Blog Archives

How America’s Pledge of Allegiance Differed in World War II

 

 

The Pledge of Allegiance we recite today is different than the one recited by the characters who populate the Maggie Sullivan mysteries, and by America’s real-life citizens throughout the 1940s.

Do you know how it differs?

It’s a matter of only two words.

Those words, and the change, were drilled into my brain because of my mother, one of the women whose stories, hijinx and attitudes inspired the Maggie Sullivan series.  She was a teacher.  The summer before I started first grade, she insisted that I be letter perfect on two things before the first day of school.

One was The Lord’s Prayer.  I’ve always found her emphasis on that one a little odd since I don’t recall ever saying it in school.  We weren’t a particularly religious family.  We went to church on Sunday, I said “Now I lay me down to sleep…” at bedtime, and I had a nice little rhyming prayer I could say before meals if requested.  Still, the exotic language of the King James version of The Lord’s Prayer delighted me.

The second thing I was to memorize was the Pledge of Allegiance.  Memorizing was never a problem, and it wasn’t long.  What made it stand out was my mother telling me that it had just been changed.  Two words had been added, she said.  Many people would probably still recite the old version.  I wasn’t to correct them. (Why would she possibly think her only child would do such a thing???)  I was simply to say it the right way.

In case you’re not familiar with the way the pledge was changed, here’s the version recited from 1923 to 1954:

“I pledge allegiance to the Flag of the United States of America and to the Republic for which it stands, one nation, indivisible, with liberty and justice for all.”

The new version, which coincidentally was issued at the height of the McCarthy Era, contained two new words:

“under God”

Did they change America?  Did they make allegiance to the flag stronger?

For further reading: http://www.ushistory.org/documents/pledge.htm

 

If you haven’t tried the Maggie Sullivan mysteries, you can read the first book in the series FREE.Maggie Sullivan mystery #1 shows woman private eyeA .38, a nip of gin and sensational legs get 1940s private investigator Maggie Sullivan out of most scrapes,
until a stranger threatens to bust her nose, she’s hauled in on suspicion of his murder
and she finds herself in the cross-hairs of a sadistic crime boss.  Amazon  iBooks  Kobo  Nook

From Chairs & Dead Horses to a Recap Tire Monopoly

History comes to life through individual stories. This two-part guest post by retired Dayton police sergeant Stephen C. Grismer gives a wonderful view of how one family’s business changed and adapted in the course of more than a century, reflecting life in the community around it. Steve serves as secretary-treasurer of the Dayton Police History Foundation and has been a wonderful source of information for the Maggie Sullivan mysteries.

Part 2 will run next week. Thanks, Steve!

Part 1

by Stephen C. Grismer

With my family ancestry rooted in Dayton, Ohio, as far back as 1851, I enjoy a deeply personal connection to our local history. It began when my great-grandfather, Gustav M. Stomps, emigrated to the U.S. in 1848 and, upon settling in Dayton, opened a factory on East First Street where he manufactured chairs of all types.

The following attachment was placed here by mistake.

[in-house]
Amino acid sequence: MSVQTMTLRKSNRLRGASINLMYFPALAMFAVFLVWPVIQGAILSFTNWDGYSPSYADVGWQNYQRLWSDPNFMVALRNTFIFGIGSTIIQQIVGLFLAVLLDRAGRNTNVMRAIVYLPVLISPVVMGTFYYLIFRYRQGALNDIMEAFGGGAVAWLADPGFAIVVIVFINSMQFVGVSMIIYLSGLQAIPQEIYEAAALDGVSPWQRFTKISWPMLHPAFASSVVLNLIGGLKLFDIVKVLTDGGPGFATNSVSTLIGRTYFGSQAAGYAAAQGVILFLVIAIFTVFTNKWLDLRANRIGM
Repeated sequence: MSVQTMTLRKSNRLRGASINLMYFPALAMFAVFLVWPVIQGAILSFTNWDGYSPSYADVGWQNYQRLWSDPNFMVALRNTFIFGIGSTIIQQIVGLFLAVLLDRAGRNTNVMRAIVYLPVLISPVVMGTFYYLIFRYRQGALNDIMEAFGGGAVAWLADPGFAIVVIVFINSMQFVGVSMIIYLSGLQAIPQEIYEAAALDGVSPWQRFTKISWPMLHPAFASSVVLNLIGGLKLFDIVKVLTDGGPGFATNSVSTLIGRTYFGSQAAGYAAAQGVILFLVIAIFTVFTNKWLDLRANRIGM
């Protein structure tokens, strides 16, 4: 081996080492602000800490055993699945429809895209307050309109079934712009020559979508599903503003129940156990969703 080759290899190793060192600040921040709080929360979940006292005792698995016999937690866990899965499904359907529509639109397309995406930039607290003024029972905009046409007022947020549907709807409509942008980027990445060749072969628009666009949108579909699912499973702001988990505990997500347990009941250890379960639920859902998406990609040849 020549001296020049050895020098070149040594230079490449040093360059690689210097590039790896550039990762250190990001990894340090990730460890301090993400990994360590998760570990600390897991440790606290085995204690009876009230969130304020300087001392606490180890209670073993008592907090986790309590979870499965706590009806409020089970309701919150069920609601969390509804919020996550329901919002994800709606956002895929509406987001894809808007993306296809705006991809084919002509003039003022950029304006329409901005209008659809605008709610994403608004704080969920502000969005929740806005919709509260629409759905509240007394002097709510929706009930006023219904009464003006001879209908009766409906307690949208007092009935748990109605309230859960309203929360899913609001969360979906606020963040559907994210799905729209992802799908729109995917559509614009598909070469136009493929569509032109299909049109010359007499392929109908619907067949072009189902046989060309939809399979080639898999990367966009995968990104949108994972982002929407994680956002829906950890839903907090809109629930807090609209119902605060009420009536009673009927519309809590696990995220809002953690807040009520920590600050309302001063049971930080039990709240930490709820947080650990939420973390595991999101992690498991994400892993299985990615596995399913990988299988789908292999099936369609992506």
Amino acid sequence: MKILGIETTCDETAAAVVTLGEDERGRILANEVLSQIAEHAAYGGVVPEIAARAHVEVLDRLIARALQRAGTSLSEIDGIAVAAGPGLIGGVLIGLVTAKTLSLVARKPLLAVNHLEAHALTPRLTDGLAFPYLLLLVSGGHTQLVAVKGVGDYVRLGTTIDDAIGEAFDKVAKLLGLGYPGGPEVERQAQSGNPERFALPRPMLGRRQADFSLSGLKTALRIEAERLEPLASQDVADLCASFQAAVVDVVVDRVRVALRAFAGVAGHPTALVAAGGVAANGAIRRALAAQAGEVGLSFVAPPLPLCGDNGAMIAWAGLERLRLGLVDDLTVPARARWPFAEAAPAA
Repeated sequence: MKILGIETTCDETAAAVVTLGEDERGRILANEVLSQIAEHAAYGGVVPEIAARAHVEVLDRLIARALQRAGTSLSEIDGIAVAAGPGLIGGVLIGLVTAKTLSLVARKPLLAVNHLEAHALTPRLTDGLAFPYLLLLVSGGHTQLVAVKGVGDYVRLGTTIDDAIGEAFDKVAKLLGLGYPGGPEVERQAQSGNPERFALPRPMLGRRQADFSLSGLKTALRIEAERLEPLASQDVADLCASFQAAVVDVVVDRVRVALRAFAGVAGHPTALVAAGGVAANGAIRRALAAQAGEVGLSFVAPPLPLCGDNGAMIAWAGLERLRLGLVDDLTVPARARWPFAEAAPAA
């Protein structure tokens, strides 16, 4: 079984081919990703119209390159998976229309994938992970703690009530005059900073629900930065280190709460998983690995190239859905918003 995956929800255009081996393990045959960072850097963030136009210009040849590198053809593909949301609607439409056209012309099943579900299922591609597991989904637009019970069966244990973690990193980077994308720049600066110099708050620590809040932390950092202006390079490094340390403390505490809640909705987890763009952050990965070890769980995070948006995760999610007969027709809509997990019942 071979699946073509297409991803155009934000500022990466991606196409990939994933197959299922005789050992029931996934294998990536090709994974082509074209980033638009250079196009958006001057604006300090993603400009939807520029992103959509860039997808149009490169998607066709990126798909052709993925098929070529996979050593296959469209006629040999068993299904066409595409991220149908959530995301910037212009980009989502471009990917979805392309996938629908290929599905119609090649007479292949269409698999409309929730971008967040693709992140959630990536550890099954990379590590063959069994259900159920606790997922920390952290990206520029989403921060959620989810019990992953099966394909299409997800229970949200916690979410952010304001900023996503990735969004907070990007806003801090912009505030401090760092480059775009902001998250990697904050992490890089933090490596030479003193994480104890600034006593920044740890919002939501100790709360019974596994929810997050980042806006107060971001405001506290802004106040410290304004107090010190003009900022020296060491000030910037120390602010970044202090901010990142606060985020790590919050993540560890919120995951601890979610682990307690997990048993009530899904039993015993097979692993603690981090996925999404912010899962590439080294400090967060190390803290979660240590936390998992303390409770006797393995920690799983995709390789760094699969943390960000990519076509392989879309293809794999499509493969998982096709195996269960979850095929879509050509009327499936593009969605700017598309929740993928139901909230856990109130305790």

His son, Gustav H. Stomps, wasn’t interested in crafting chairs. His interest was transportation. He first owned a livery business downtown, but after losing 292 horses during the 1913 flood, he realized his future was best suited to automobiles.

Gus first opened a Lexington Motor Company car dealership at 50 South Main Street, across from the Kuhns building, but in 1916 switched to Chevrolets. This was the automobile he and my family would sell in Dayton over the next five decades – through the Great Depression and World War II – until 1968.

Given my ties, it should come as no surprise that I am a fan of author Curt Dalton and his many books on local history. One of my favorites is Home Sweet Home Front: Dayton During World War II in which he recounts air raid warnings and “black outs.” My grandparents, parents, aunts and uncles experienced these from their Dayton homes, while other family members more dangerously served abroad.

This is the period setting for the Maggie Sullivan murder mystery series, each installment of which I eagerly await. The books strike a resonant chord with me, given my own police background, because private eye Maggie is closely linked with Dayton law enforcement of her day. More than the police connection, though, I love the author’s accurate descriptions of Dayton streets, businesses, districts, buildings, et al. from the bygone days of the 1930s and 1940s. In reading her series, I am drawn to my family legacy.

When Gus Stomps needed a larger building to sell, maintain and customize automobiles, he opened Stomps Chevrolet at 225 South Main Street (near the corner of West Sixth Street). The building was constructed in 1928 and still exists today across from the Convention Center.

Stomps circa 1940

My grandfather, John Henry “Hank” Grismer, was general manager. My dad and uncles all worked there. I would have as well had the doors not closed during my freshman year at Chaminade High School. At the time, “Stomps” was said to be the second oldest car dealership in Dayton, and definitely Dayton’s oldest Chevrolet dealership.

During WWII, Stomps, as well as the city’s oldest car dealer Borchers Ford , (further south on Main at Franklin Street) were located in the area known as the “Motor Car District.” This was a tightly compacted area which included the Dayton Buick Company at 349 South Main Street and the Citizens Motorcar Company (selling Packards) at Franklin and Ludlow. Today the latter location is the Packard Museum.